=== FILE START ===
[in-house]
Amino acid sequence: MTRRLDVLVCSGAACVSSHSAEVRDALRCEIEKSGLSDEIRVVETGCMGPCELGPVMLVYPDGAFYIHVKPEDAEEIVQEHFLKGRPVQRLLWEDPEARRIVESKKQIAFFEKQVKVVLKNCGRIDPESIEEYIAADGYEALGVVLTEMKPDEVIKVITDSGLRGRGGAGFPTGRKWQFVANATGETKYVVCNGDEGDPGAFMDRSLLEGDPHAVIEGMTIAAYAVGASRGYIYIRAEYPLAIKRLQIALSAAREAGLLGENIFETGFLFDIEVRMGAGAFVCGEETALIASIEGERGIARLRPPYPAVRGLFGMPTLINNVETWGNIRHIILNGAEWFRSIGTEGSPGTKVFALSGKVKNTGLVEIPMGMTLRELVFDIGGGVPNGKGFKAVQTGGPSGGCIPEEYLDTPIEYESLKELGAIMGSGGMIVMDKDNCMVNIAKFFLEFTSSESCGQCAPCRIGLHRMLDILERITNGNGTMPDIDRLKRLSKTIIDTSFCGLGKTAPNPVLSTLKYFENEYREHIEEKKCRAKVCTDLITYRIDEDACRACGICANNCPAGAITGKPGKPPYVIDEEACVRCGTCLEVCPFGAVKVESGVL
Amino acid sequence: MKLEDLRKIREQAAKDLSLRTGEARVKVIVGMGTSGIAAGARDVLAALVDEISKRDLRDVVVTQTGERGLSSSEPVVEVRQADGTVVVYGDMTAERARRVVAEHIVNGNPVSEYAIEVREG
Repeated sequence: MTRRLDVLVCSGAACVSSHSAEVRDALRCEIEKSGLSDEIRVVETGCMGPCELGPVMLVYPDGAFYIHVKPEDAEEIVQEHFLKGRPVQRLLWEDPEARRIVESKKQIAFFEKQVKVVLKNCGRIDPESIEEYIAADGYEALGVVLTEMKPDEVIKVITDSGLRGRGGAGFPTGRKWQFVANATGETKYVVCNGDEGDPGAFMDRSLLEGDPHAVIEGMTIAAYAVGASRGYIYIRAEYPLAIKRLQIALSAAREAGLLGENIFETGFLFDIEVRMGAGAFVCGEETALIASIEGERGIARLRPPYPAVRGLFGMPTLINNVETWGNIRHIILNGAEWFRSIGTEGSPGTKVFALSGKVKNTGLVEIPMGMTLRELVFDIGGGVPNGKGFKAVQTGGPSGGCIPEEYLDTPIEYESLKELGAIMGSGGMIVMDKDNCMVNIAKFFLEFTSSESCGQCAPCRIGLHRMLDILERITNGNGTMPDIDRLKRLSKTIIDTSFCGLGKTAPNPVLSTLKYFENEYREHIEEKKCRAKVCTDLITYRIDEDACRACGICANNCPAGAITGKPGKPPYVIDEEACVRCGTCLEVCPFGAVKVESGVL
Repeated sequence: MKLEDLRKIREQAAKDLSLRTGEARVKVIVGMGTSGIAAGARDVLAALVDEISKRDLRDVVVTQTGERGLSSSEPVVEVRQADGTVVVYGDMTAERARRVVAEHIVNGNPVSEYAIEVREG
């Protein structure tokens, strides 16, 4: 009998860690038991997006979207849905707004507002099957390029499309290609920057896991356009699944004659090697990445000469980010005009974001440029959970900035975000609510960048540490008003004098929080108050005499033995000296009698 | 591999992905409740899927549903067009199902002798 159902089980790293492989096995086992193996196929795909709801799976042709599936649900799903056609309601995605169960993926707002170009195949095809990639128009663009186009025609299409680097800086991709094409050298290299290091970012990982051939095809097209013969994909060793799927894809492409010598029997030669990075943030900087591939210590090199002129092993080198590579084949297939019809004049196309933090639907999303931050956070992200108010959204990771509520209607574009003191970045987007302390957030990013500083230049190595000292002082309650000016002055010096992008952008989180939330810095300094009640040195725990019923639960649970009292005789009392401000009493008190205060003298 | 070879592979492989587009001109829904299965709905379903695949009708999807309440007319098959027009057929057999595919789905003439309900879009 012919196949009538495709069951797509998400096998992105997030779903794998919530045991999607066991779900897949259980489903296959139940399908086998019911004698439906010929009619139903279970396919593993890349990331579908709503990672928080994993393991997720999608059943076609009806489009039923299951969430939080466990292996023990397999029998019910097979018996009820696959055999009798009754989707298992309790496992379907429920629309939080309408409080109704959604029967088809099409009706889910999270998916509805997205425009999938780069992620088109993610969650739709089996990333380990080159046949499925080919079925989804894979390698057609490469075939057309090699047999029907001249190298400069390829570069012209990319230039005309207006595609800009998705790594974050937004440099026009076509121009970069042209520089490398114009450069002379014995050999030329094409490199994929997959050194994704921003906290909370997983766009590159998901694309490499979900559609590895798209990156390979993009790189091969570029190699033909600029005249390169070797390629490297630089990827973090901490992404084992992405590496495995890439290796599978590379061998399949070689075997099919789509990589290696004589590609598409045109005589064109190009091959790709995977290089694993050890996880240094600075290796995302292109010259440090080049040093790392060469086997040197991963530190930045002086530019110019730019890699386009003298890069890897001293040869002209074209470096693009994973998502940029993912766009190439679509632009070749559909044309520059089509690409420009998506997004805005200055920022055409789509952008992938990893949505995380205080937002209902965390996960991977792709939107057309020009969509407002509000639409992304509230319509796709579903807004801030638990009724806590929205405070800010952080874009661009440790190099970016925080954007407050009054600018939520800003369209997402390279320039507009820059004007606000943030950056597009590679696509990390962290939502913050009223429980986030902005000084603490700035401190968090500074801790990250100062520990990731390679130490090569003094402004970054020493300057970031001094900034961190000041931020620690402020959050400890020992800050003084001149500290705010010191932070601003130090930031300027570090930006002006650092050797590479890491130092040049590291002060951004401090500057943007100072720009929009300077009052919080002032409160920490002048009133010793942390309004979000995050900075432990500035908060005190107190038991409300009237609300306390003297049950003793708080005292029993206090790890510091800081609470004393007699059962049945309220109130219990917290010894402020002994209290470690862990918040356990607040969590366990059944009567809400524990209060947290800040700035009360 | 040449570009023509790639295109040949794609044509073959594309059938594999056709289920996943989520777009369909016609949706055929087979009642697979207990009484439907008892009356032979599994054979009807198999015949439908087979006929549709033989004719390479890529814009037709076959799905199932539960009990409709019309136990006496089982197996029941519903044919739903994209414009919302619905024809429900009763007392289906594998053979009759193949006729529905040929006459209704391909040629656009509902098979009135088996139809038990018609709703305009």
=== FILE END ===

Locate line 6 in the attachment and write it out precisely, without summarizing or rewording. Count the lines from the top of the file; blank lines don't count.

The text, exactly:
């Protein structure tokens, strides 16, 4: 009998860690038991997006979207849905707004507002099957390029499309290609920057896991356009699944004659090697990445000469980010005009974001440029959970900035975000609510960048540490008003004098929080108050005499033995000296009698 | 591999992905409740899927549903067009199902002798 159902089980790293492989096995086992193996196929795909709801799976042709599936649900799903056609309601995605169960993926707002170009195949095809990639128009663009186009025609299409680097800086991709094409050298290299290091970012990982051939095809097209013969994909060793799927894809492409010598029997030669990075943030900087591939210590090199002129092993080198590579084949297939019809004049196309933090639907999303931050956070992200108010959204990771509520209607574009003191970045987007302390957030990013500083230049190595000292002082309650000016002055010096992008952008989180939330810095300094009640040195725990019923639960649970009292005789009392401000009493008190205060003298 | 070879592979492989587009001109829904299965709905379903695949009708999807309440007319098959027009057929057999595919789905003439309900879009 012919196949009538495709069951797509998400096998992105997030779903794998919530045991999607066991779900897949259980489903296959139940399908086998019911004698439906010929009619139903279970396919593993890349990331579908709503990672928080994993393991997720999608059943076609009806489009039923299951969430939080466990292996023990397999029998019910097979018996009820696959055999009798009754989707298992309790496992379907429920629309939080309408409080109704959604029967088809099409009706889910999270998916509805997205425009999938780069992620088109993610969650739709089996990333380990080159046949499925080919079925989804894979390698057609490469075939057309090699047999029907001249190298400069390829570069012209990319230039005309207006595609800009998705790594974050937004440099026009076509121009970069042209520089490398114009450069002379014995050999030329094409490199994929997959050194994704921003906290909370997983766009590159998901694309490499979900559609590895798209990156390979993009790189091969570029190699033909600029005249390169070797390629490297630089990827973090901490992404084992992405590496495995890439290796599978590379061998399949070689075997099919789509990589290696004589590609598409045109005589064109190009091959790709995977290089694993050890996880240094600075290796995302292109010259440090080049040093790392060469086997040197991963530190930045002086530019110019730019890699386009003298890069890897001293040869002209074209470096693009994973998502940029993912766009190439679509632009070749559909044309520059089509690409420009998506997004805005200055920022055409789509952008992938990893949505995380205080937002209902965390996960991977792709939107057309020009969509407002509000639409992304509230319509796709579903807004801030638990009724806590929205405070800010952080874009661009440790190099970016925080954007407050009054600018939520800003369209997402390279320039507009820059004007606000943030950056597009590679696509990390962290939502913050009223429980986030902005000084603490700035401190968090500074801790990250100062520990990731390679130490090569003094402004970054020493300057970031001094900034961190000041931020620690402020959050400890020992800050003084001149500290705010010191932070601003130090930031300027570090930006002006650092050797590479890491130092040049590291002060951004401090500057943007100072720009929009300077009052919080002032409160920490002048009133010793942390309004979000995050900075432990500035908060005190107190038991409300009237609300306390003297049950003793708080005292029993206090790890510091800081609470004393007699059962049945309220109130219990917290010894402020002994209290470690862990918040356990607040969590366990059944009567809400524990209060947290800040700035009360 | 040449570009023509790639295109040949794609044509073959594309059938594999056709289920996943989520777009369909016609949706055929087979009642697979207990009484439907008892009356032979599994054979009807198999015949439908087979006929549709033989004719390479890529814009037709076959799905199932539960009990409709019309136990006496089982197996029941519903044919739903994209414009919302619905024809429900009763007392289906594998053979009759193949006729529905040929006459209704391909040629656009509902098979009135088996139809038990018609709703305009």